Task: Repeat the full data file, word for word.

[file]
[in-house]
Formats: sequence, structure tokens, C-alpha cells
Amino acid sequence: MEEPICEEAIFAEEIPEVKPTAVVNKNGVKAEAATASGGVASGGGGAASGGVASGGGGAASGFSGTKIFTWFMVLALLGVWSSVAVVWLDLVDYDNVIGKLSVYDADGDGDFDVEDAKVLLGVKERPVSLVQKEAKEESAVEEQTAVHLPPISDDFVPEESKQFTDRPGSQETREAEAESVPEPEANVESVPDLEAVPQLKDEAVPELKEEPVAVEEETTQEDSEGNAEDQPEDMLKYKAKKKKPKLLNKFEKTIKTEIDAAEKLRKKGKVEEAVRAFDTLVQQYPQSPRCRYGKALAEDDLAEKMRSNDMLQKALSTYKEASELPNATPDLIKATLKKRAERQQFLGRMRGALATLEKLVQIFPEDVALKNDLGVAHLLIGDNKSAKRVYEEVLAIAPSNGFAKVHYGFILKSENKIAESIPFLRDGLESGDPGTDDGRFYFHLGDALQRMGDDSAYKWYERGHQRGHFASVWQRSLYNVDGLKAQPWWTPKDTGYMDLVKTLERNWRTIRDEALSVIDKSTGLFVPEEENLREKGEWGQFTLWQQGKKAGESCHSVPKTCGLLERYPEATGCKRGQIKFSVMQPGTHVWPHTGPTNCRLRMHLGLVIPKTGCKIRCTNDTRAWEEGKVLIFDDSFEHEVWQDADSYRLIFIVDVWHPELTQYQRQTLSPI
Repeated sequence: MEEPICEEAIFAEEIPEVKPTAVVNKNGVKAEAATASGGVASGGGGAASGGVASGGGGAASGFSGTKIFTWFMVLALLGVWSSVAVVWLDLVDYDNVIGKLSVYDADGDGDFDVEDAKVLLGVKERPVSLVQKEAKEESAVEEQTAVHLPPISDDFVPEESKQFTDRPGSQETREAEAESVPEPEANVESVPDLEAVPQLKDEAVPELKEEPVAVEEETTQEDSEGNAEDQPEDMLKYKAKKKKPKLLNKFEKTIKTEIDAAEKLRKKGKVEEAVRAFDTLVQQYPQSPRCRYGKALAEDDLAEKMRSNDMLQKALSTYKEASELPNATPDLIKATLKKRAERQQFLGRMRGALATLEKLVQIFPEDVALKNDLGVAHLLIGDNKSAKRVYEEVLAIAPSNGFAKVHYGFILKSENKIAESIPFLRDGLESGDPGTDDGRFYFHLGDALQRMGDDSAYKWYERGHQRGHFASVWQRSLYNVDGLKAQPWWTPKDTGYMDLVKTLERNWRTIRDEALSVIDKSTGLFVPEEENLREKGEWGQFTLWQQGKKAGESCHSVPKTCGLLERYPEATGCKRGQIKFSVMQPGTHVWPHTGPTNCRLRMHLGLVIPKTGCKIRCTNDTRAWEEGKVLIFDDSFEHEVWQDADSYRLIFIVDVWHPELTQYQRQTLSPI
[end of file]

[in-house]
Formats: sequence, structure tokens, C-alpha cells
Amino acid sequence: MEEPICEEAIFAEEIPEVKPTAVVNKNGVKAEAATASGGVASGGGGAASGGVASGGGGAASGFSGTKIFTWFMVLALLGVWSSVAVVWLDLVDYDNVIGKLSVYDADGDGDFDVEDAKVLLGVKERPVSLVQKEAKEESAVEEQTAVHLPPISDDFVPEESKQFTDRPGSQETREAEAESVPEPEANVESVPDLEAVPQLKDEAVPELKEEPVAVEEETTQEDSEGNAEDQPEDMLKYKAKKKKPKLLNKFEKTIKTEIDAAEKLRKKGKVEEAVRAFDTLVQQYPQSPRCRYGKALAEDDLAEKMRSNDMLQKALSTYKEASELPNATPDLIKATLKKRAERQQFLGRMRGALATLEKLVQIFPEDVALKNDLGVAHLLIGDNKSAKRVYEEVLAIAPSNGFAKVHYGFILKSENKIAESIPFLRDGLESGDPGTDDGRFYFHLGDALQRMGDDSAYKWYERGHQRGHFASVWQRSLYNVDGLKAQPWWTPKDTGYMDLVKTLERNWRTIRDEALSVIDKSTGLFVPEEENLREKGEWGQFTLWQQGKKAGESCHSVPKTCGLLERYPEATGCKRGQIKFSVMQPGTHVWPHTGPTNCRLRMHLGLVIPKTGCKIRCTNDTRAWEEGKVLIFDDSFEHEVWQDADSYRLIFIVDVWHPELTQYQRQTLSPI
Repeated sequence: MEEPICEEAIFAEEIPEVKPTAVVNKNGVKAEAATASGGVASGGGGAASGGVASGGGGAASGFSGTKIFTWFMVLALLGVWSSVAVVWLDLVDYDNVIGKLSVYDADGDGDFDVEDAKVLLGVKERPVSLVQKEAKEESAVEEQTAVHLPPISDDFVPEESKQFTDRPGSQETREAEAESVPEPEANVESVPDLEAVPQLKDEAVPELKEEPVAVEEETTQEDSEGNAEDQPEDMLKYKAKKKKPKLLNKFEKTIKTEIDAAEKLRKKGKVEEAVRAFDTLVQQYPQSPRCRYGKALAEDDLAEKMRSNDMLQKALSTYKEASELPNATPDLIKATLKKRAERQQFLGRMRGALATLEKLVQIFPEDVALKNDLGVAHLLIGDNKSAKRVYEEVLAIAPSNGFAKVHYGFILKSENKIAESIPFLRDGLESGDPGTDDGRFYFHLGDALQRMGDDSAYKWYERGHQRGHFASVWQRSLYNVDGLKAQPWWTPKDTGYMDLVKTLERNWRTIRDEALSVIDKSTGLFVPEEENLREKGEWGQFTLWQQGKKAGESCHSVPKTCGLLERYPEATGCKRGQIKFSVMQPGTHVWPHTGPTNCRLRMHLGLVIPKTGCKIRCTNDTRAWEEGKVLIFDDSFEHEVWQDADSYRLIFIVDVWHPELTQYQRQTLSPI